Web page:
The colonial and modern periods
The British, who ruled parts of India from 1757 to 1947, brought new styles of art and architecture. Their influence was far-reaching. For example, when Governor General Lord Wellesley (the brother of the future Duke of Wellington) decided in 1798 to build a grand home in Calcutta, he chose a design based on Kedleston Hall, a mansion in Derbyshire, England. Other British officials in India also copied great houses in Britain. Some Indian princes and merchants followed their lead and built palaces and mansions in European styles.
Until the middle of the 1800's, most British government buildings in India were built in the classical style. Some historians argue that the British chose a style similar to that of ancient Rome to make the point that their empire was like the Roman Empire and stood for such values as law and order. In the late 1800's and early 1900's, a style known as "Indo-Saracenic" came into use. The basic design was Western, but architects added Indian features such as domes, kiosks, and fine carved stonework. Two good examples are the Gateway of India in Bombay (now Mumbai), designed by George Wittet in 1927, and the Albert Hall Museum in Jaipur (now known as the Central Museum) built by Samuel Swinton Jacob, from 1876 to 1887.
The British hired artists to paint pictures of their homes in India. They also collected sets of paintings of Indian rulers, plants, animals, and birds. Outstanding works of this type were produced in the 1770's and 1780's by Shaykh Zayn al-Din for Lady Mary Impey, wife of a Supreme Court judge in Calcutta.
The British also established art schools in India. Traditionally, Indian artists had passed skills and techniques from father to son. Young artists had received their training in workshops. The new British-style art schools attracted many upper class students who were interested in Western techniques and styles. One of the best known of the early painters to work in oil on canvas was the portrait painter Raja Ravi Varma (1848-1906).
The Tagore family of Bengal were important in shaping India's modern art. The Tagores stressed India's spiritual heritage. They felt it was important for an artist to use his or her "inner eye" rather than to follow the academic teachings of the British art schools. Abanindranath Tagore taught at the Government Art School in Calcutta only after he obtained the freedom to teach his students in his own way. Rabindranath Tagore, who won a Nobel Prize for literature, founded a new educational centre, Santiniketan, where art was an important concern. Rabindranath Tagore brought together many different artists--from cities and villages, from Europe, and from other parts of Asia. He felt that students should see art in as many styles and media as possible and should have complete freedom in their form of expression. One of the most important contributions of the Tagores was bringing Indian artists in touch with their own heritage--ranging from the skilful paintings of Ajanta to the bold and beautiful art of village India. Rabindranath Tagore, interested mainly in literature, did not begin to draw or paint seriously until he was 67 years old. By the time of his death at the age of 81, he had produced nearly 2,000 works in ink and watercolour.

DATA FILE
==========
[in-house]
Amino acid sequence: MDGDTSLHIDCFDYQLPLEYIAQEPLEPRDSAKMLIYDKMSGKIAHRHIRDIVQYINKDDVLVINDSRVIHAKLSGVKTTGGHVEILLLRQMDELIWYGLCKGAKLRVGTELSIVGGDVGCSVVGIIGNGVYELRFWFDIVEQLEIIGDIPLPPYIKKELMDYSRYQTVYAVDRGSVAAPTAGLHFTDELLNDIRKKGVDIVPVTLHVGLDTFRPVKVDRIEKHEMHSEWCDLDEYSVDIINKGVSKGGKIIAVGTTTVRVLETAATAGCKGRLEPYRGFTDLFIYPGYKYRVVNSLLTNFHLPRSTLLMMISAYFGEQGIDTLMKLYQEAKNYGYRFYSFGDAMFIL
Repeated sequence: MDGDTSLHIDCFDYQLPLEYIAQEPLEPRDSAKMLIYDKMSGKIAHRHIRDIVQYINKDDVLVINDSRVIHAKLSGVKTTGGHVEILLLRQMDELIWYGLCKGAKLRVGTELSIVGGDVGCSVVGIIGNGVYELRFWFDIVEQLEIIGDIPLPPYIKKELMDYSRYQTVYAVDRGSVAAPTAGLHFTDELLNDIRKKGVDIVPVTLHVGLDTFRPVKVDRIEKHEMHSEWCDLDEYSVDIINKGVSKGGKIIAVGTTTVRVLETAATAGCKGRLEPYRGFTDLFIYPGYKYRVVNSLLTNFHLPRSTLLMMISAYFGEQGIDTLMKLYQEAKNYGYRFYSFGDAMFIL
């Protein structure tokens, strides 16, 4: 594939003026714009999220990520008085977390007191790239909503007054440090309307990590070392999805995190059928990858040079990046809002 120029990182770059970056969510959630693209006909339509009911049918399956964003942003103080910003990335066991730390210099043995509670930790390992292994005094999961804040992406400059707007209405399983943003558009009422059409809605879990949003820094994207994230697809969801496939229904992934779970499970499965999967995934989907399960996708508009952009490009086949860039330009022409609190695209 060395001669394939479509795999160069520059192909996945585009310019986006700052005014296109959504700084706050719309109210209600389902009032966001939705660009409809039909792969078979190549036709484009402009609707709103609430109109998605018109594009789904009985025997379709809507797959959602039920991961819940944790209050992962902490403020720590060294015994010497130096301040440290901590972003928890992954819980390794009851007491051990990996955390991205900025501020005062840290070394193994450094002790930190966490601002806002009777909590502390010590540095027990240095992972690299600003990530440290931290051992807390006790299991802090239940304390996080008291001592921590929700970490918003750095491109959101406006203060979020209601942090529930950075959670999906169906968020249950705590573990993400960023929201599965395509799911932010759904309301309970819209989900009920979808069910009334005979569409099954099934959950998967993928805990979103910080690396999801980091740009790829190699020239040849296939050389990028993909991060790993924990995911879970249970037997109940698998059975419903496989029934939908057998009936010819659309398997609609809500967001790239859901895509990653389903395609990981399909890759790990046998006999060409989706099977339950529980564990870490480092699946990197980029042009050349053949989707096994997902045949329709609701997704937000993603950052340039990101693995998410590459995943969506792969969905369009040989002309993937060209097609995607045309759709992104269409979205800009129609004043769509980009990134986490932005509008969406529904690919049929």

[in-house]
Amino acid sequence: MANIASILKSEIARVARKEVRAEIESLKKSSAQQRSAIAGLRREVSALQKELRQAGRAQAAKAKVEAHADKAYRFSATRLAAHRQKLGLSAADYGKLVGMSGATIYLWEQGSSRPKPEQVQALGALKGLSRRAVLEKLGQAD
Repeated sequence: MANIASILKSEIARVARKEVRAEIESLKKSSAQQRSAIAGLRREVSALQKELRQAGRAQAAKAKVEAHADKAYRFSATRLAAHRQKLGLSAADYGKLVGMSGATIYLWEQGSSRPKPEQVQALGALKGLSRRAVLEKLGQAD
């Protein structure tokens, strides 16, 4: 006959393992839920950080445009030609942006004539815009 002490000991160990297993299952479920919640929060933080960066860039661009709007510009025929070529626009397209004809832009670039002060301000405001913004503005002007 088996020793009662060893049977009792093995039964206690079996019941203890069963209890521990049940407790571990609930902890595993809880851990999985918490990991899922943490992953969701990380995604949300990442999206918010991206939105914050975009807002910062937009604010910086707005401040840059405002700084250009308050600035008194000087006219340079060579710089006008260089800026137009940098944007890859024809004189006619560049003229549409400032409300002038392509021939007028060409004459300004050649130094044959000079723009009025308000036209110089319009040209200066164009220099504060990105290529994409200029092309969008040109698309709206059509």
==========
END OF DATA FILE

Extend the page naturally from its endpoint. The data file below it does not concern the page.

Amrita Sher-gil (1913-1941) gained international acclaim in the early 1900's. Her father was Indian, her mother Hungarian. Sher-gil studied in Paris but decided it was necessary to return to India to find her own style. Her paintings, many depicting village or country life, show both Indian and Western influences. Sher-gil's career was short; she died after a sudden illness aged 28.
Among the best known and most widely honoured of India's modern artists is M. F. Husain (1915-...). As a young artist starting out in Bombay in the 1930's, he painted film posters to make a living. Over the years his work has been varied. It includes drawings, oil paintings, enormous murals, and works combining photographs and print. His oil paintings, for which he is best known, are expressionist in style
. An early series captures in line and colour the energy and movement of horses. Many other works are of everyday scenes. Husain frequently uses only a few colours, subtly mixing a variety of shades and tones.
M. F. Husain is, however, only one of dozens of modern artists producing work of outstanding quality. K. G. Subramanyan is best known for his terracotta relief sculptures and his paintings on glass and acrylic sheet. Meera Mukherjee works in the cire-perdue (lost wax) process of metal casting, creating rhythmic swaying figures (see SCULPTURE). Painters include Bhupen Khakar, who captures the life of ordinary, middle-class people. S. H. Raza's modern abstract works are influenced by ancient religious and cosmic diagrams. Vivan Sundaram, in paintings such as Portrait of Father, uses a style of modern realism
Architects have also mixed the traditional and contemporary. Outstanding architects include Charles Correa and Balkrishna Doshi, both of whom use local materials and forms to create buildings that are both "Indian" and "modern."